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The 10 Best Performing CEOs Show What It Takes to Be a Great Manager

The 10 Best Performing CEOs Show What It Takes to Be a Great Manager

Often we look upon CEOs merely as the top dogs of organizations who take away the spotlight and the largest share of the rewards, without actually doing anything themselves. They’re thought of as crooked and tyrannical people who focus solely on the benefits for themselves and their organizations without any empathy for their subordinates and customers. Very little of this is true, however. CEOs need to work much harder than any of the subordinates and their job is constantly under scrutiny, more so than anyone else. Of course, they receive their fair share of rewards for this, but not everybody can mentally, physically and spiritually handle being a CEO, although almost everyone aspires to be one.

What does it take to be a CEO, and a very good one? Harvard Business Review released the list of top 100 best performing CEOs in the world for 2014. Now, let’s take a look at the top 10 on the list to discover what unique qualities they possess that set them apart from everyone else. We hope it will serve as something to look up to for all the upcoming CEOs and CTOs of the world.

1. Jeffrey Bezos (Amazon)

After the passing away of Steve Jobs, Jeffrey Bezos has become the leading philosopher/CEO in the tech world. The founder of Amazon.com has had a great role in the growth of e-commerce. He was born in Albuquerque, New Mexico in 1964. He graduated from Princeton University in 1986 with a Bachelor’s degree in computer science and electrical engineering. He started Amazon.com in June of 1995, initially as an online book store. The start-up saw remarkable growth, sales reached $20,000 a week within the first two months.

An important leadership lesson we can learn from him is: “If you want to be inventive, you have to be willing to fail.” In the early days of Amazon, they used to hire editors to write book and music reviews. Later they tried to focus on customer opinions only. This didn’t produce desired results but it was an opportunity for them to learn something. They later started using both. We should never be afraid of failing if we really want to create something new.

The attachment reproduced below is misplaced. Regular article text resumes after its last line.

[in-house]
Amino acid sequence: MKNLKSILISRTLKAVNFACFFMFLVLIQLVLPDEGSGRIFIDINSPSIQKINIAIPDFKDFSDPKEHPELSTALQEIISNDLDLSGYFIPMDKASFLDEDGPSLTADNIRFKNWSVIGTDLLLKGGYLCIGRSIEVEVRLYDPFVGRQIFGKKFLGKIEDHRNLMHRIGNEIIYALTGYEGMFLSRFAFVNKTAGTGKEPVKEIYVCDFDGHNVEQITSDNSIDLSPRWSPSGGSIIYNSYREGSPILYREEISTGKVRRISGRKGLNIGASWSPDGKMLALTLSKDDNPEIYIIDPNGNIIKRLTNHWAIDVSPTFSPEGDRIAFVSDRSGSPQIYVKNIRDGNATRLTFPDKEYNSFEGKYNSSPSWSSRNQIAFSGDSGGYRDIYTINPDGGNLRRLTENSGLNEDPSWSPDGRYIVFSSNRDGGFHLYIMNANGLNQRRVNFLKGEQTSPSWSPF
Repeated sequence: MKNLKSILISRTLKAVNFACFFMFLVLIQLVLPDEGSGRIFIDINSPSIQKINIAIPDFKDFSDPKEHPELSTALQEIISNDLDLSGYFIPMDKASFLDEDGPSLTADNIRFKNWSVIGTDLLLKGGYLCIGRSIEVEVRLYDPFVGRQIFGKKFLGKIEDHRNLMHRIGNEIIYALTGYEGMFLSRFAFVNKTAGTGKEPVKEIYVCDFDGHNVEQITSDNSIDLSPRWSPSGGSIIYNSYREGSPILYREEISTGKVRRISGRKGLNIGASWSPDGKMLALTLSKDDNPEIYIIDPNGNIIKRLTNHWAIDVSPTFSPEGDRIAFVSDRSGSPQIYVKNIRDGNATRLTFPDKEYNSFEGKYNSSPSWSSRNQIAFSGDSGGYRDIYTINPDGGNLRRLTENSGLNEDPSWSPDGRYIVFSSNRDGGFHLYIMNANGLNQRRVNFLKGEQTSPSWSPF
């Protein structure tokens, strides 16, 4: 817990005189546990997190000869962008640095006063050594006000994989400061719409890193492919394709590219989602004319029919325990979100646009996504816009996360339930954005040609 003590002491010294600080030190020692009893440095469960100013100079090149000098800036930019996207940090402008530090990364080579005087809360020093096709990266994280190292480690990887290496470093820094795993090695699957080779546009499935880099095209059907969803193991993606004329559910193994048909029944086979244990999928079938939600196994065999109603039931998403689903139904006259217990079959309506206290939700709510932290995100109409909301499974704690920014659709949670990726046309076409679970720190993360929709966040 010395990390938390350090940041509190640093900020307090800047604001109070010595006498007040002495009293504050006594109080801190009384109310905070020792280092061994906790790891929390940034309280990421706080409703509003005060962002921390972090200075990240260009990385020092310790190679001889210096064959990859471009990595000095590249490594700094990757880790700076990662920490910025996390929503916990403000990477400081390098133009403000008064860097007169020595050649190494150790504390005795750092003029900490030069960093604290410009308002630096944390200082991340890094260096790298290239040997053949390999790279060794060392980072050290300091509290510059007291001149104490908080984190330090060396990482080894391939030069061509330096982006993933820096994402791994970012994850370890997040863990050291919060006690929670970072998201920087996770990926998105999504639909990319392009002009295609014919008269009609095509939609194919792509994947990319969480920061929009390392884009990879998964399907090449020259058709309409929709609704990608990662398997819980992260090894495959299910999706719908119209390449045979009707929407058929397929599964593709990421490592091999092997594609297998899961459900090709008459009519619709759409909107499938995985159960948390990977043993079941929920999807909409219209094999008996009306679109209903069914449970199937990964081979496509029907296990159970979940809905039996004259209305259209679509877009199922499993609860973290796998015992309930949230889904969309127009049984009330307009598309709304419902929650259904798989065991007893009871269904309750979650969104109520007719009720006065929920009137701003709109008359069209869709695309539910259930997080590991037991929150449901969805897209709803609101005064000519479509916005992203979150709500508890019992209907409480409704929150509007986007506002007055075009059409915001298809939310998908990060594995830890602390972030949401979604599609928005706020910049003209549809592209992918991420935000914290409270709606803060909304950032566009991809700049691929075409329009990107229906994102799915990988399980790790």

2. John Martin (Gilead Sciences)

John C. Martin is the CEO of Gilead Sciences, a bio-pharmaceutical company that focuses on research. He was born in 1952. He holds an MBA from Golden Gate University and a Ph.D from the University of Chicago, but his Bachelor’s degree is in chemical engineering from Purdue University and thus, he is a chemist at the soul.

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What is inspiring about Martin is that he has made it to the top in business, although he is primarily a scientist. It’s generally believed that scientists do not make good managers, but Martin has challenged the norm successfully and inspires others who aren’t primarily educated in business to do the same.

3. John Chambers (Cisco Systems)

John Chambers, the CEO and chairman of Cisco Systems, was born in Cleveland, Ohio in 1949. He started his career at IBM in 1976 as a salesman after obtaining an MBA from Indiana University. His rise from an IBM salesman to CEO of Cisco Systems, one of the largest tech companies in the world, has been an incredible journey.

In an interview with The New York Times, Chambers was asked, “What are the most important leadership lessons you’ve learned?” Chambers replied, “People think of us as a product of our successes. I’d actually argue that we’re a product of the challenges we faced in life.” This is a very important leadership lesson to learn. He frequently quotes Jack Welch, “It takes major setbacks and overcoming those to make a great company.” It’s very important to know that what is needed is not to never fall but to rise every time after falling.

4. David Pyott (Allergan)

Allergan Inc. is a leading health care company, and lot of the credit for that goes to its CEO, David Pyott. Since taking over the Irvine-based medical aesthetics giant in 1998, he has turned it into a five-billion-dollar-a-year enterprise. Pyott was born in 1953 in London to Scottish parents. He has received an MBA from London Business School, an MS from University College London and an MA from the University of Edinburgh.

The essence of his leadership can be encapsulated in his quote, “I never saw the next five steps. I only saw the next one.” Most of us plan for several years down the road, and quite pointlessly. We plan the future assuming certain things to happen at a point in future. But we might actually never reach that point. So remember this wise man’s words and plan for and work one step at a time.

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5. David Simon (Simon Property Group)